Back in 2018, we wrote a blog post called Water Chemistry: the science of brewing epic beers, in which we talked about the importance of water in the brewing process.
While water is simple to the eye and the taste buds, it is actually a complex chemical compound of salts, ions, and minerals that must be analyzed and adjusted during the brewing process to ensure the correct balance and alkalinity of the beer brewed.
In this follow up article we will discuss how we maintain consistency in water chemistry across all of our breweries, especially as we encountered it last November when we opened our Brisbane brewery and restaurant.
The concentration of water coming directly from the taps at our two Gold Coast breweries (HQ and BH2) is essentially similar. Slight differences may occur due to plumbing and building infrastructure between the two locations, but the water itself comes from the same source.
So when we confirmed we were opening a Brisbane brewery, one of the first things I did was to do some filtration tests and send some water samples from the Brisbane plant for analysis.
When the results came back, it confirmed my initial thoughts – the water chemistry was really very different and we needed to take that into consistency- account if we were going to keep the beer consistent between the Brisbane and Gold Coast breweries.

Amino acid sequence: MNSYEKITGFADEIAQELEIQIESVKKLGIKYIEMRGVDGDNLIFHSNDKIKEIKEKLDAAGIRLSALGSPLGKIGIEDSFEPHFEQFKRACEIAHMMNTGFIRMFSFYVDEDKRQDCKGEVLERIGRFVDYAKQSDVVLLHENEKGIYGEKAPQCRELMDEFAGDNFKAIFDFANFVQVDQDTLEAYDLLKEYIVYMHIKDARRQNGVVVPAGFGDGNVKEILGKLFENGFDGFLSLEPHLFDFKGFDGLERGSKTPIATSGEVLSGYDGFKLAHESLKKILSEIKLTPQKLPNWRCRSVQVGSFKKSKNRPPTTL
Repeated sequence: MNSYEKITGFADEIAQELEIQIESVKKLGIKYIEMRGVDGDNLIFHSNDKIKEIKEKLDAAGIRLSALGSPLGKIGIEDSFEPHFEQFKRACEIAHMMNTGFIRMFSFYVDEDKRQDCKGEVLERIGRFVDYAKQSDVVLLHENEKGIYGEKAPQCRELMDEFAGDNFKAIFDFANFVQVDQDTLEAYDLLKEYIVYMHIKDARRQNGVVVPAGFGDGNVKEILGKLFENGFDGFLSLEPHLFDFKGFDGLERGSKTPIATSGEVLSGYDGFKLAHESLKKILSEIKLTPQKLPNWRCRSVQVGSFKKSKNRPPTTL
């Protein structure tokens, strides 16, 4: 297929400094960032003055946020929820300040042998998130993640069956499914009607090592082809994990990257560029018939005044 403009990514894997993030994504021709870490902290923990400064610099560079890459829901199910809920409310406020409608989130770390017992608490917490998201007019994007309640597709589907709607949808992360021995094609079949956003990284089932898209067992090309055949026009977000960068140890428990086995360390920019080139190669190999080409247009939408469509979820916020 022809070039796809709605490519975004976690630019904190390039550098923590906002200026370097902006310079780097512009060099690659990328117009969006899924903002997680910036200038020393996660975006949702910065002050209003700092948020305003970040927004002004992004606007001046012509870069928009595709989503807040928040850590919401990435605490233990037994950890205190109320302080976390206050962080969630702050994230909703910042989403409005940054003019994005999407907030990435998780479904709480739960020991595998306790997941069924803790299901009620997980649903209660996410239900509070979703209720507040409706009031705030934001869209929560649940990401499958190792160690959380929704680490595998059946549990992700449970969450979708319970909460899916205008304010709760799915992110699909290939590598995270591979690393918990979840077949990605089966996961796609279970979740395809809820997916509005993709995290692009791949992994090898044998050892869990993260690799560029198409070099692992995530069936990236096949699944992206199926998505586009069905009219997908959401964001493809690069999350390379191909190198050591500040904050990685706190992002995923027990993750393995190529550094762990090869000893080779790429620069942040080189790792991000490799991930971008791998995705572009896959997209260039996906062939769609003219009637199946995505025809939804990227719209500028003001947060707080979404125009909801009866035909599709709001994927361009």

Brisbane water not only has a higher chloride to sulphate ratio, but also tends to contain higher levels of “heavy metals” such as iron, which is consistency- undesirable for any beer you brew!
The main difference between Gold Coast and Brisbane waters is the ratio of sulphate to chloride (SO4:Cl). Sulphate and chloride are two minerals/ions present in the water that affect the brewing process.
Water with a higher sulfate to chloride ratio helps accentuate consistency- the hop character of the beer, which is usually associated with a bitter, dry, clean flavor. Gold Coast water fits this profile and is ideal for brewing IPAs and pale ales.
Brisbane water is a little “harder” than Gold Coast water and has a higher chloride content (i.e., a higher chloride to sulfate ratio). During the brewing process,
chloride as an ion really helps to bring out the character of the malt, which brings sweetness to the beer and helps to improve the taste of the beer. This makes it ideal for brewing malty beers, such as strong ales and Belgian beers.
As an interesting contrast (and slightly opposite), New England Pale Ales (NEIPA’s) and Hazy IPA’s will actually brew better beers with “harder” and more chlorinated water.
For these beers, you want to bring in a little more malt sugar to bring out the juicy tropical fruit flavors so they aren’t overwhelmed by the stronger hops.
So, as you can see, water plays a critical role in getting consistency- your flavors positioned and must be customized to the style of beer you are brewing.
Mick, our head brewer in Brisbane, and I are rigorously testing things like pH levels on a weekly basis to make sure we are always on target.
Our quality lab is our “double check” at the end of consistency- the brewing process to make sure we’re hitting the mark at the brewing stage.
Last but not least, the biggest consistency- results we see are not only in our pH levels or labs, but also in our sensory program, where our flavor results are improving and our sensory scores are improving every week.
After all these scientific talks, the fundamental reason we put all our efforts into this is to brew the best tasting beer for our consumers.